Haptonstall said that the sudden increase could be attributed to legalization of marijuana for medical purposes and the mixed messages kids are getting about it.

“I think it seems like kids have seen marijuana as an OK thing to do,” she said.

The increase in marijuana related issues are a concern for her as a school administrator. The school district recently revised its policies to include the restriction of medical marijuana on school grounds.

The Glenwood Springs moratorium is in response to the highly controversial state legislation, HB 1284 and Senate Bill 109, that will impose statewide regulations on licensing and operating of dispensaries. The bill will also enact a one-year statewide moratorium on dispensaries from opening starting July 1. However, Gov. Bill Ritter has not signed the bill into law as of Friday.

Colorado voters adopted Amendment 20 to the state’s constitution in 2000, creating an exception from state criminal laws pertaining to the possession and use of marijuana for medical purposes. The industry has grown in numbers of locations that rivals Starbucks coffee shops across the state, spurring concern among citizens for communities to regulate the industry.

In the past 12 months, Glenwood has seen eight dispensaries open in town. City Council argued that the moratorium gives the city time to further determine what, if any, further regulations should be imposed, and that the need for the moratorium is necessary for the “preservation of the public safety, health and welfare,” according to the draft ordinance.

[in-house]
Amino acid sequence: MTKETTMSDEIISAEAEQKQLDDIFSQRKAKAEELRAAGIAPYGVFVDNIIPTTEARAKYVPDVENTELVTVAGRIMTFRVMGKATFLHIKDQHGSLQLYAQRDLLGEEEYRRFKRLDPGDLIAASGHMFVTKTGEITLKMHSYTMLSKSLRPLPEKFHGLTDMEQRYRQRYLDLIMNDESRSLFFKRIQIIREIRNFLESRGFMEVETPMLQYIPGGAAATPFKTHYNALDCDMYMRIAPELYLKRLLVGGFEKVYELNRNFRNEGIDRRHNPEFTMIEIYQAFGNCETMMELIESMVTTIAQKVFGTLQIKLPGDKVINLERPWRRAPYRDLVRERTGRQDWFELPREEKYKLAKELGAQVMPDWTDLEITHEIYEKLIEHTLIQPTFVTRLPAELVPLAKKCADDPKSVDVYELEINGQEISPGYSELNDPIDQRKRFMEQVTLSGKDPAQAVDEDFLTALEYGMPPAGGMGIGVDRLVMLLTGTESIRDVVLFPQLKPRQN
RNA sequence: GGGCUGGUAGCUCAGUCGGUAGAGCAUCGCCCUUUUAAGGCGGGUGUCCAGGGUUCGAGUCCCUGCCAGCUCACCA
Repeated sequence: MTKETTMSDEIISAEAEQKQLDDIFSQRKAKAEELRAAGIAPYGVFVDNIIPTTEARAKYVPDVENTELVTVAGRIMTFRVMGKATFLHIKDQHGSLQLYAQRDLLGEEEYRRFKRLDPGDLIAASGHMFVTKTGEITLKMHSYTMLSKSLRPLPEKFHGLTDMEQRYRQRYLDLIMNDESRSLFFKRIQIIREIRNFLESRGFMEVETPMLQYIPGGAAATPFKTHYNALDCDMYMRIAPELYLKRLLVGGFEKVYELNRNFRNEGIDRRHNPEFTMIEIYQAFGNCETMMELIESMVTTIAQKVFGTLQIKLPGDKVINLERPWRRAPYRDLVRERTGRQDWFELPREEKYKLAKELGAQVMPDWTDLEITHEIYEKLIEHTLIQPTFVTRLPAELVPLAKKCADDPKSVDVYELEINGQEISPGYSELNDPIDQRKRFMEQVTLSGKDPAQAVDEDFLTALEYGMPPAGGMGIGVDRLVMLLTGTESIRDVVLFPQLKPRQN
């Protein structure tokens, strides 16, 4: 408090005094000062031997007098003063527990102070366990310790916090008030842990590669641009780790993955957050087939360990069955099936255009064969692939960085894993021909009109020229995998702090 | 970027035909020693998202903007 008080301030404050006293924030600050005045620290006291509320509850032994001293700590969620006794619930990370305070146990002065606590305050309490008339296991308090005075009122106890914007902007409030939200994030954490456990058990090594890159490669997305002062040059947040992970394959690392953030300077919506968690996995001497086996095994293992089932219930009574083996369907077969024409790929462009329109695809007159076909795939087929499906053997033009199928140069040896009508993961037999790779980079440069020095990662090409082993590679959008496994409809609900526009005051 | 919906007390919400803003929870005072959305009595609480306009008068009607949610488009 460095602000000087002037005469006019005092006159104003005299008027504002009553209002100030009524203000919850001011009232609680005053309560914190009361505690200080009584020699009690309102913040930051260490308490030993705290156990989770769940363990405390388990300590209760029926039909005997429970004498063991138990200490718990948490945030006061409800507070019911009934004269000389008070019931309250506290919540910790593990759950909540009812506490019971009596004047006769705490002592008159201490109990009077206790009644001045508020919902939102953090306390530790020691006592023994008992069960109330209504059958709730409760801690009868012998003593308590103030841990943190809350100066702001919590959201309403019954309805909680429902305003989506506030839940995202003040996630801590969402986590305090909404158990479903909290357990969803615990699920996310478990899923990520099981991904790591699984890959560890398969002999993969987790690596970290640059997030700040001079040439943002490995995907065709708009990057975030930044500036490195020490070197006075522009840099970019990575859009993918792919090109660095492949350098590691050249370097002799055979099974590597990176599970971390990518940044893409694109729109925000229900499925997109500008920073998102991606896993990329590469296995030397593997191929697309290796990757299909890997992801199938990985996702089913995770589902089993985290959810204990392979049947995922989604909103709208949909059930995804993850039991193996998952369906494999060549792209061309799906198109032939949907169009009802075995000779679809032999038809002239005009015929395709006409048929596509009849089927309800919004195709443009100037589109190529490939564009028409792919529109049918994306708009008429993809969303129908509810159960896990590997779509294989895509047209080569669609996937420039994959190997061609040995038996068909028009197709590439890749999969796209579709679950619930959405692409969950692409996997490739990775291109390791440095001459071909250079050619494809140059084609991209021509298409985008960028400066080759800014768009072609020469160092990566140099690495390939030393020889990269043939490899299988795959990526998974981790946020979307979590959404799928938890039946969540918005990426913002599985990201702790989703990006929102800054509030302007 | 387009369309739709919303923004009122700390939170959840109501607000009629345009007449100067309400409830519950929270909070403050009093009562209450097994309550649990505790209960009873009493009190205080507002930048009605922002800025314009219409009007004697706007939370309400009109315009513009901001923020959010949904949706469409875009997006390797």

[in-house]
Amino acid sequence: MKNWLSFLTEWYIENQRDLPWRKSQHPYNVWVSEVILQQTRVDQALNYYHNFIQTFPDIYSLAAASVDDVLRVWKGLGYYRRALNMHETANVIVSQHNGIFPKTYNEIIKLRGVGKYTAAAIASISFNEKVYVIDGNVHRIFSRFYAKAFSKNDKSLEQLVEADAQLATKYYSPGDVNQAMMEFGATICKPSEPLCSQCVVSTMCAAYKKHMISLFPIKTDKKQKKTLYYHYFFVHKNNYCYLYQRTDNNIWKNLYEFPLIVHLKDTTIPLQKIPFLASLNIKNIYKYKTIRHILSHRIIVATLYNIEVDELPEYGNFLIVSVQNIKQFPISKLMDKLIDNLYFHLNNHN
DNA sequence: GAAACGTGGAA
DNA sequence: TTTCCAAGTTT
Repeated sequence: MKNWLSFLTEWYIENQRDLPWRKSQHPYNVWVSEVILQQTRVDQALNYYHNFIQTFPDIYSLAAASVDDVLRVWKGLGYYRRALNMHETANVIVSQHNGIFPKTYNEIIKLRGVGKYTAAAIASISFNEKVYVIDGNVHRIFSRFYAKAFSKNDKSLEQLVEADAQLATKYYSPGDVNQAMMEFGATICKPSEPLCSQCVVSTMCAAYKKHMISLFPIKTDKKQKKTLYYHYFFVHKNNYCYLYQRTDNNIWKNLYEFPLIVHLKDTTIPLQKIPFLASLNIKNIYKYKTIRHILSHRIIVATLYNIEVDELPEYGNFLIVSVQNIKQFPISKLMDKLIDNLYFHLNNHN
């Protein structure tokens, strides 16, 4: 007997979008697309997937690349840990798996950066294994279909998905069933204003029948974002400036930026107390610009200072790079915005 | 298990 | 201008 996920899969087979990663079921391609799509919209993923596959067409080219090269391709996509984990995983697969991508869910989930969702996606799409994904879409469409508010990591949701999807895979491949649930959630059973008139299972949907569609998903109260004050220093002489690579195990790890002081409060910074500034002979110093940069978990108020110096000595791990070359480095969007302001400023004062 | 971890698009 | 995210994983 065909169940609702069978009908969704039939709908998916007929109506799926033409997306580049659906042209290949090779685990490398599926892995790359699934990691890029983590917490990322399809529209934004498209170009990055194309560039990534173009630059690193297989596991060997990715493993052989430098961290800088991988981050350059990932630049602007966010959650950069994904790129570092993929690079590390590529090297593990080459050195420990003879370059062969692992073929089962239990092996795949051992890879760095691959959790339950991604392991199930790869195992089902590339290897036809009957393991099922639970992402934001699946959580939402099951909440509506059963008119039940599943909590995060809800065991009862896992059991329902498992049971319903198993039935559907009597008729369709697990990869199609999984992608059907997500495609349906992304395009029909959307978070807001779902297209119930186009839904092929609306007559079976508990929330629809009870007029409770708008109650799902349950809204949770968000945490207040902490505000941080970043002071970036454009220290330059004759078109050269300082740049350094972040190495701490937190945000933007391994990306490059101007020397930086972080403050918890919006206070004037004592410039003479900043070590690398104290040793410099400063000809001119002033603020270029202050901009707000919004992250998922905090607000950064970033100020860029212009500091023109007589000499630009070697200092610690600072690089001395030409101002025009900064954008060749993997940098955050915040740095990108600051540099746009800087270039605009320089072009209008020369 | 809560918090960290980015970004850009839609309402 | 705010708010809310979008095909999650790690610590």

The draft ordinance states that the unregulated industry “presents serious health and safety concerns to the citizens of Glenwood Springs,” and that dispensaries present the possibility of increased criminal activity with large amounts of cash and marijuana inside the businesses.

However, Wilson said that police have not yet seen an increase in criminal activity with the dispensaries in town.

“I cannot think of one instance that we have had of a situation of that nature, so far,” Wilson said.

According to the city’s zoning laws, dispensaries that don’t grow their own product, fall into two categories of retail businesses, which are permitted in a wide variety of areas of town. However, in certain circumstances, if the dispensary does grow its own product, the cultivation of medical marijuana and related activities likely constitute agricultural or horticultural uses that may be restricted in the same areas.

The city currently has no land use or business regulation specifically addressing the establishment, location and operation of dispensaries in town.

Glenwood currently does not require licensing or permits, nor does it require dispensaries to keep records regarding the number of patients served. The city also hasn’t implemented limitation on quantities or on-site consumption. Those are several of the specifics that Council may struggle with over the next six months.

The moratorium will continue until Dec. 17. But that won’t really matter if Gov. Ritter signs HB 1284 into law, because the statewide moratorium will be in place until July 1, 2011.

Regardless, no dispensary will be allowed to open or operate in Glenwood except those that have been issued a sales tax license, and are in compliance with city requirements before June 17. The moratorium also requires current dispensaries to comply with all zoning requirements for the property.

Wilson said that he has spoken to two people in the past few weeks who were interested in opening dispensaries in town.

“Now they are hot to get in,” Wilson said.

He said that there is a good chance that Glenwood will have two additional dispensaries open in town before the moratorium is implemented on June 17, bringing the city’s total to 10.